Tips to Encourage Communication in non-verbal Kids with Autism
Children and adults with autism are often nonverbal or minimally verbal. They have trouble communicating with others around them. Often, families of autistic kids feel that they are unable to connect with their child due to various reasons. Helping kids learn the skills and strategies to communicate can aid them in using these techniques everywhere with others around them.
Here are some tips to encourage communication in non-verbal kids with autism:
- Use motivating items or people to encourage communication
For some kids, food can be a great motivator. For others, it could be a specific toy, movie, friend, family member or neighbors that motivates them. Find out what is it that your child feels most comfortable with and use it to encourage communication. You can use a variety of visual and auditory strategies to do that.
- Label feelings when they happen
This is something that needs to be done consistently. If a child is reaching for food in the fridge, label the feeling saying “You are hungry”. The more that a child hears about a particular feeling with a specific behavior, the better they will be able to understand it. You can model feelings such as excitement, sadness, hurt, happiness etc. as and when they happen.
- Assume Competence
Assuming competence, i.e. showing them the confidence that they can and will do something, is a powerful feeling. It is one of the most important things that parents and therapists can do for their kids. When you speak to a child with autism like any other child, it can make it a world of difference to them.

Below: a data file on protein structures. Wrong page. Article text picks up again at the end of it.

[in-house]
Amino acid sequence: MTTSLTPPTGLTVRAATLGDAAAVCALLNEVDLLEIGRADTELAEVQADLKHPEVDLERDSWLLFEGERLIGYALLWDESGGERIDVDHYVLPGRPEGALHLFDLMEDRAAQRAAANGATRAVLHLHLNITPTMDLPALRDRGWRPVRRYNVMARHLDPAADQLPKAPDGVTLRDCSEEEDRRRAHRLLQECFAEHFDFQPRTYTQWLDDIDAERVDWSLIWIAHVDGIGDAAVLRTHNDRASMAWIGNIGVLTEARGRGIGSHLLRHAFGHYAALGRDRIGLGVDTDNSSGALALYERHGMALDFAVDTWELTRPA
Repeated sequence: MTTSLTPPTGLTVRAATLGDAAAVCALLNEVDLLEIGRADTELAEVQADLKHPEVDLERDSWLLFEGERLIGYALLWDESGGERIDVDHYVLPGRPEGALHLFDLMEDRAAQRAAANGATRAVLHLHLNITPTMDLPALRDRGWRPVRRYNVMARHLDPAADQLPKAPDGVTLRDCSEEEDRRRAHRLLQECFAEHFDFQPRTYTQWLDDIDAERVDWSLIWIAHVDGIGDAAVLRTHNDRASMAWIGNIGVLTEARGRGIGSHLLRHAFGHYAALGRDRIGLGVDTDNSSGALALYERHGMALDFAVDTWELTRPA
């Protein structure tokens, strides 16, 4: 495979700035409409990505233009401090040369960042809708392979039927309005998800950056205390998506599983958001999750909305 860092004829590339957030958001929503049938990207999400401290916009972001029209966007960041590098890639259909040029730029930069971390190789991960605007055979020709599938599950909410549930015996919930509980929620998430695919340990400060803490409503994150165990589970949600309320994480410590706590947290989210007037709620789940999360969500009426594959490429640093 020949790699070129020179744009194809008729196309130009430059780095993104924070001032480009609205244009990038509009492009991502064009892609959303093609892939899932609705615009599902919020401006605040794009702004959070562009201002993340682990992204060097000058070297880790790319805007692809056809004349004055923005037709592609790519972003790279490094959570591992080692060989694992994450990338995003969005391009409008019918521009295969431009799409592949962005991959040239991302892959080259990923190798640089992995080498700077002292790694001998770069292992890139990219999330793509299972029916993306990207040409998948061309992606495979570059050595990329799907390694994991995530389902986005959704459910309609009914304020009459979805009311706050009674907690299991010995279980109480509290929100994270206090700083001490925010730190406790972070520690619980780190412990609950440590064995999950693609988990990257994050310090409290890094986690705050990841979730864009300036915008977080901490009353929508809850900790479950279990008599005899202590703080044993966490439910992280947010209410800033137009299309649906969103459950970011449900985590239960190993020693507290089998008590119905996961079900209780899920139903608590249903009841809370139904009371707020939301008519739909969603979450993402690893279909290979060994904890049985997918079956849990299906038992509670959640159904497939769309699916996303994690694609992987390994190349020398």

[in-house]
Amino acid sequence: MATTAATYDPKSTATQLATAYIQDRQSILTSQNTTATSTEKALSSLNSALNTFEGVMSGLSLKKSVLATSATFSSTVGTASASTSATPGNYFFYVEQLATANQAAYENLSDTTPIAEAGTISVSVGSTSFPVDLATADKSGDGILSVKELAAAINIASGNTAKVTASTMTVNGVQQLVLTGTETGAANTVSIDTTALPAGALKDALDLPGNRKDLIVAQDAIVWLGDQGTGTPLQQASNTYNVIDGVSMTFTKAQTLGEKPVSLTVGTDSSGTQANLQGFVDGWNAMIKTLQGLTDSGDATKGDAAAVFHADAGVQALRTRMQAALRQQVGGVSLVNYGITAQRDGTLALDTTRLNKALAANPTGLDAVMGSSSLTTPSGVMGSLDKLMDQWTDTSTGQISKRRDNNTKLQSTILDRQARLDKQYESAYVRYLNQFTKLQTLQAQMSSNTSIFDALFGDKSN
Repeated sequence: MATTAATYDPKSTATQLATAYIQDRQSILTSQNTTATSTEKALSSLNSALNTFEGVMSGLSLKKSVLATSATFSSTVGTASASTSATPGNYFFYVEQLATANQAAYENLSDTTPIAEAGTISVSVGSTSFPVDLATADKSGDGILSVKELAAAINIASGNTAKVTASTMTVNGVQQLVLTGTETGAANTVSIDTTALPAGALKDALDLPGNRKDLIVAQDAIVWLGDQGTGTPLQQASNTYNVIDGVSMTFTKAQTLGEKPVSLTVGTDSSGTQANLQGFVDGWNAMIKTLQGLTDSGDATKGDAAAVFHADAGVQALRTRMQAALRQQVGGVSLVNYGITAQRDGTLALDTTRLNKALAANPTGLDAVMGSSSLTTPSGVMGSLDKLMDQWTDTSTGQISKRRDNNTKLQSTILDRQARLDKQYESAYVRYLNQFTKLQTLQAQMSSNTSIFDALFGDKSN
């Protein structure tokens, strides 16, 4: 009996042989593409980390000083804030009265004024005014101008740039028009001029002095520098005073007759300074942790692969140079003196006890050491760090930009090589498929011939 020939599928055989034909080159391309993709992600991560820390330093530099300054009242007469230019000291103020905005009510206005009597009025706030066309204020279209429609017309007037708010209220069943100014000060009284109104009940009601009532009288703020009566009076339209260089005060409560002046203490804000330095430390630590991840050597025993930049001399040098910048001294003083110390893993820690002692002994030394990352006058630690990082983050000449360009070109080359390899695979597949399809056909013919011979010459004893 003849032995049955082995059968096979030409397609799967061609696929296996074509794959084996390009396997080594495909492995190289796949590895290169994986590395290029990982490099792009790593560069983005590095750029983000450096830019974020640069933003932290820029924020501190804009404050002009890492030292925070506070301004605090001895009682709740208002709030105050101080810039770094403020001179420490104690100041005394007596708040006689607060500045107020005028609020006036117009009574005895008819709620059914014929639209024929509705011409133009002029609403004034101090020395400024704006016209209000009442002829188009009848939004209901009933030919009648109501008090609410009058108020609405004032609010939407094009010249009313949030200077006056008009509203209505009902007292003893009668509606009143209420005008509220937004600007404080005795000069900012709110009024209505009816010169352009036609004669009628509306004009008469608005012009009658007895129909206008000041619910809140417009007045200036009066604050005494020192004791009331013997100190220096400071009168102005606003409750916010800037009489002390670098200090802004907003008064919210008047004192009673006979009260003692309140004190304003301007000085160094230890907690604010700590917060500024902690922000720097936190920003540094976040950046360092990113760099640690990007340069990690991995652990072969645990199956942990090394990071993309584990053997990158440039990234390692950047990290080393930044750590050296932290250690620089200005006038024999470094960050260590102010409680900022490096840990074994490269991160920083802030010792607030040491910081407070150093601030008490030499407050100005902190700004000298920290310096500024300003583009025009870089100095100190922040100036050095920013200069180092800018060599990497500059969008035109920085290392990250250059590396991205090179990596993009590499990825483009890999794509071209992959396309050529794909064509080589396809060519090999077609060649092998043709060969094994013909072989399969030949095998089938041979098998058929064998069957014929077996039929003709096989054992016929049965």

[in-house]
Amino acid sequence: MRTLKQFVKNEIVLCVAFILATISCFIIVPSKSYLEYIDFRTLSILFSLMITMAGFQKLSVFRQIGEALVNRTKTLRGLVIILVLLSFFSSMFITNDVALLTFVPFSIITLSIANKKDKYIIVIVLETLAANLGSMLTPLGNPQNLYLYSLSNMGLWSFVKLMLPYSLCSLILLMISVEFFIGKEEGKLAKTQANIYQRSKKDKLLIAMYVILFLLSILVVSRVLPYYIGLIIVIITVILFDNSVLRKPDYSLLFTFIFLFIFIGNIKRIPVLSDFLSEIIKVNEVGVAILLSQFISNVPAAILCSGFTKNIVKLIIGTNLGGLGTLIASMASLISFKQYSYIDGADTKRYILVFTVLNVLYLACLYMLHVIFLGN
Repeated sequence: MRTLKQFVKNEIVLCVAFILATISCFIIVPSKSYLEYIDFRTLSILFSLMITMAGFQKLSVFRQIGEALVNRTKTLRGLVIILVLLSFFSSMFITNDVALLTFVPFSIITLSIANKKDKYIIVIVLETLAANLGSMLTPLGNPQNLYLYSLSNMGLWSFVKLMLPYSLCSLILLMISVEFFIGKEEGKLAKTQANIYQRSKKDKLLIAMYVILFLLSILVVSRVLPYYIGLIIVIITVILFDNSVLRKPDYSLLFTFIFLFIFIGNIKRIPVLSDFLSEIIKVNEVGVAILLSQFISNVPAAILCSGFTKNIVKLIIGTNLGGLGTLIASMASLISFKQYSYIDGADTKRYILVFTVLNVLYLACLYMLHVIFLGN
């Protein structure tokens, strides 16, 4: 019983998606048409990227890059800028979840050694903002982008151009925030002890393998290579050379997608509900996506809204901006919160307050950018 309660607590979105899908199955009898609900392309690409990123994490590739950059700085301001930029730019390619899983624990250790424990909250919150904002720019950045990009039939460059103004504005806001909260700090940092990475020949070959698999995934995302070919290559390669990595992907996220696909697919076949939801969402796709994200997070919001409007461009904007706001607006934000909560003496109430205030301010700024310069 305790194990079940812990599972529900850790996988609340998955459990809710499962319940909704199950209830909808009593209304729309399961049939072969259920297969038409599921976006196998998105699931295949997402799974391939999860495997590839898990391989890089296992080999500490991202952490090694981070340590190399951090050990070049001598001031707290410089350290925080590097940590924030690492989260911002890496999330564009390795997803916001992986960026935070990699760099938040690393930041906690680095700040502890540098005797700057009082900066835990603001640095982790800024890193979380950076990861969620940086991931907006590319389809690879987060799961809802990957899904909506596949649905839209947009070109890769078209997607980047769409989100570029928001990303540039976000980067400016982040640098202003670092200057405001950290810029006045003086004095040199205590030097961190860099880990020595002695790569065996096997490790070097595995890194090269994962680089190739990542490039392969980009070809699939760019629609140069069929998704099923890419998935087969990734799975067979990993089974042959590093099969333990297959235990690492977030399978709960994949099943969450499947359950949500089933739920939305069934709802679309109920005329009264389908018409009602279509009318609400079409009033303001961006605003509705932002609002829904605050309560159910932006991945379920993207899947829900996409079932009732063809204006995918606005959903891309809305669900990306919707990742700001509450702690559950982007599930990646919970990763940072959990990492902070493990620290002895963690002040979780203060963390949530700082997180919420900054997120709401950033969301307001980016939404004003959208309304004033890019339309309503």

- Model Language and use Aided Language Stimulation
Model language is a great strategy to help encourage kids with autism to communicate. Often, children may not know specific word or structure of a sentence. For instance, a child may want water and might indicate that to you in a way that you will understand. In this case, you should encourage him to say “I want water.” Giving the model will help improve a child’s receptive and expressive language. Even Aided Language Stimulation can be very useful during various activities to help build language and communication.
- Use a total communication approach
To encourage communication in nonverbal and autistic kids, you can use total communication approach with both aided and unaided means. Aided communication refers to anything other than your body that you use to communicate. This may include pictures, photographs, words, etc. Many children with autism who are not able to use speech for functional communication often use pictures, photographs, words and other systems to express themselves.Unaided communication uses your body to communicate through facial expression, gestures and sign language. Thus, a total communication approach is the best way to communicate with nonverbal kid.
These strategies help others communicate and connect with those diagnosed on the Autism Spectrum that struggle with communication. Both verbal, minimally verbal and nonverbal kids can benefit from these strategies.